Drugs which Cross the Placenta
All the material that the foetus requires for its growth and survival must be supplied to it from the mother by way of the placenta. Everything is passed in a comparatively simple chemical form for the foetus to manufacture into complex proteins and other substances. Similarly all the excreted products from the foetus are passed back to the mother across the placenta as simple chemical compounds. Most drugs are simple chemicals which when introduced into the mother will pass from her circulation to that of the foetus because of a lower concentration on the foetal side of the placenta. Some of these may be beneficial to the foetus while others may cause harm and those that are harmful are usually only capable of causing damage or trouble at a specific time during pregnancy.
The most important chemical passed to the foetus is oxygen. The red blood cells of the foetus contain a haemoglobin, slightly different to that present in ordinary adult cells, which has the ability to absorb readily from the maternal blood and transfer it to its own tissues easily. Occasionally, therefore, if the foetus becomes distressed, or short of oxygen, the mother may be given extra oxygen.
The majority of substances which are present in the maternal circulation cross to the foetal circulation. The ability of a drug to cross the placenta depends on the exact size of the drug molecule. Those chemicals with small molecules will pass easily into the circulation of the baby whereas those with large molecules will not. The commonly used drugs such as aspirin, codeine and barbiturates (sleeping pills) do cross to the baby but cause no damage. Nearly all the antibiotics cross the placental barrier and are present in the foetal circulation very shortly after administration to the mother, and in fact some of these are actually used to treat the foetus either during pregnancy or during labour when some obstetricians consider that the administration of antibiotics is advisable after a woman has had ruptured membranes for 24 hours.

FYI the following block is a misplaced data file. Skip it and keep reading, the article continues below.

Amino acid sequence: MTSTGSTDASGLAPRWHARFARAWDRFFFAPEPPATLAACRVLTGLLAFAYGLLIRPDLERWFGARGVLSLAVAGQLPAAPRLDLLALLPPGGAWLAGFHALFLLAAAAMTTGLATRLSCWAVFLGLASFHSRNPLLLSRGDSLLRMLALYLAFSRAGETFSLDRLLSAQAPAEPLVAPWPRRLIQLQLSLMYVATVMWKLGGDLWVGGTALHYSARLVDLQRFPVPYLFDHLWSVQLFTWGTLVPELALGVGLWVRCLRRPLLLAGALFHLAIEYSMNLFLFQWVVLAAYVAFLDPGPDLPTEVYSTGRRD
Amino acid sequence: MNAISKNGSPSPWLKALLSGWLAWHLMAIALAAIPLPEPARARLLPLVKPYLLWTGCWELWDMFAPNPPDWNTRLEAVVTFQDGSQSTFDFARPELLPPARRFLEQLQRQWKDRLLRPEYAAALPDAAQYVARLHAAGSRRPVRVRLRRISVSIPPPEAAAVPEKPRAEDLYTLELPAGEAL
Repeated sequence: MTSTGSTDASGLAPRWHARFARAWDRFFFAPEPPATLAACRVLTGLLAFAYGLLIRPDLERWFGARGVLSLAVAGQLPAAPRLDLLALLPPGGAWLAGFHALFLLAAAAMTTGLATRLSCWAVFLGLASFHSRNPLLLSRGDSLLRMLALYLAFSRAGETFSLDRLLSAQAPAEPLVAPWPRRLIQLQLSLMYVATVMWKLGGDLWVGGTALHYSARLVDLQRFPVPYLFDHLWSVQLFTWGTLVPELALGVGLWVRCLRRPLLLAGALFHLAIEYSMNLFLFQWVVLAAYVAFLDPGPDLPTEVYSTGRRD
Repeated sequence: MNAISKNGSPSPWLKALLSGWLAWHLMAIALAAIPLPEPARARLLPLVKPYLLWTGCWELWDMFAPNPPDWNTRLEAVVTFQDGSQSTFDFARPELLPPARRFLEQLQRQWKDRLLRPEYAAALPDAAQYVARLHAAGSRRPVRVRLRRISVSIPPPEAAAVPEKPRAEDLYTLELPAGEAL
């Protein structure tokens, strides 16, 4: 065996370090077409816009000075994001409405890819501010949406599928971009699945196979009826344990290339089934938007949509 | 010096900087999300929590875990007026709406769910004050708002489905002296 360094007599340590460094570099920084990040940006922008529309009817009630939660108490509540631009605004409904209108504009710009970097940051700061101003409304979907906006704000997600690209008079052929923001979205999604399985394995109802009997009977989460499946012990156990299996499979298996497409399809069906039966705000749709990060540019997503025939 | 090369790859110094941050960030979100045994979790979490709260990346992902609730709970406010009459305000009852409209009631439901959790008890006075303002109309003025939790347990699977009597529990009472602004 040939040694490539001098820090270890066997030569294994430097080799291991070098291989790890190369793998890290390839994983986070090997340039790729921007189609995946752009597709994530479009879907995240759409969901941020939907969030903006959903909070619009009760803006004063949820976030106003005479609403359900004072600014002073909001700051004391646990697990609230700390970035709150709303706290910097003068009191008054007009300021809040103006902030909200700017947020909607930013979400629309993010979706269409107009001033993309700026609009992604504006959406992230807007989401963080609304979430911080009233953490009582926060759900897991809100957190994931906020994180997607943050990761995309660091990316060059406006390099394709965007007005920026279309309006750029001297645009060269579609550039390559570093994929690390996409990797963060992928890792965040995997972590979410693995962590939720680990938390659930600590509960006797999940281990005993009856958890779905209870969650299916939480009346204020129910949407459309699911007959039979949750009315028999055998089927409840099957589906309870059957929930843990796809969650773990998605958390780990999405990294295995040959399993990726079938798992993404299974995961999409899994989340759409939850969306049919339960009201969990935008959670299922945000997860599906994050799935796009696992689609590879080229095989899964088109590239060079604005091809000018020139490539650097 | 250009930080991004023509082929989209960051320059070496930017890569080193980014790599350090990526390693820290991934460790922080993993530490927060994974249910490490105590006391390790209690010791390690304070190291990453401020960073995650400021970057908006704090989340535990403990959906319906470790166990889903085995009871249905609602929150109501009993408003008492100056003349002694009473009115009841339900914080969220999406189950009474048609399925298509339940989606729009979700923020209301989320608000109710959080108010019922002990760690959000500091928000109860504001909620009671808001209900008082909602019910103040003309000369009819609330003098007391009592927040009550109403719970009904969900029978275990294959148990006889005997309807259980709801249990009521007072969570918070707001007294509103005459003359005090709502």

During recent years there have been some tragedies when the administration of drugs to the mother had led to mild, or even severe, congenital abnormalities in the foetus. This has happened because the drugs have crossed the placental barrier and affected the foetus during its most formative time. It is for this reason that no drugs should be taken during pregnancy except with the permission of the doctor or midwife. The vast majority of congenital abnormalities are caused during the first 12 weeks of pregnancy so the pregnant woman must be particularly careful about taking drugs during this time, and should avoid them if possible.
Thalidomide has demonstrated to the world the potential danger of drug administration during pregnancy. Thalidomide and similar substances are, of course, absolutely forbidden at any stage of pregnancy. The catastrophe of children so severely maimed and handicapped due to the administration of a drug to their mothers has, however, brought an appreciation and awareness of the dangers of administering drugs to pregnant women. Today any new drug marketed into this country has to have official approval of a special committee established to ensure that no such similar tragedy should occur. Very rigid regulations have to be adhered to before drugs can be sold to the public and particularly those that might be administered to women during pregnancy, and all new drugs are tested specifically in animals in order to assess their action upon the growing foetus.
The problem of knowing what drugs can safely be taken in pregnancy is that a variety of drugs may be given for any one condition and, conversely, that any one drug may be given for a variety of conditions. Added to this is the fact that a drug, potentially harmful at one stage of pregnancy, may be completely safe at a different time in pregnancy.
Drugs have to be used correctly. Just as a motor-car is potentially lethal or dangerous, being perfectly capable of killing somebody if it is not used correctly, so are drugs safe when used in their correct dose but potentially dangerous or even lethal if that dose is exceeded or given at the wrong time or in the wrong manner. When discussing the use of drugs during pregnancy, one assumes that the drugs are being given in their correct and proper dosage in the correct manner at the proper time. Perhaps the easiest way to simplify the problem is to consider the classes or types of drugs that may be used and then to consider the different times or stages of pregnancy during which harm may come to the foetus as a result of drug administration. A very simple example is as follows. Should you have the extreme misfortune to injure yourself and perhaps break a leg in the earlier part of your pregnancy you may be given a very large dose of pethidine or morphine in order to relieve the pain until your leg can be treated. Such a large dose of pethidine or morphine will certainly do your baby no harm. If, on the other hand, you are given a similar large dose of pethidine or morphine about half an hour before your baby is to be delivered then its breathing might easily be depressed when it is born, to such an extent that it has considerable trouble in establishing satisfactory respiration.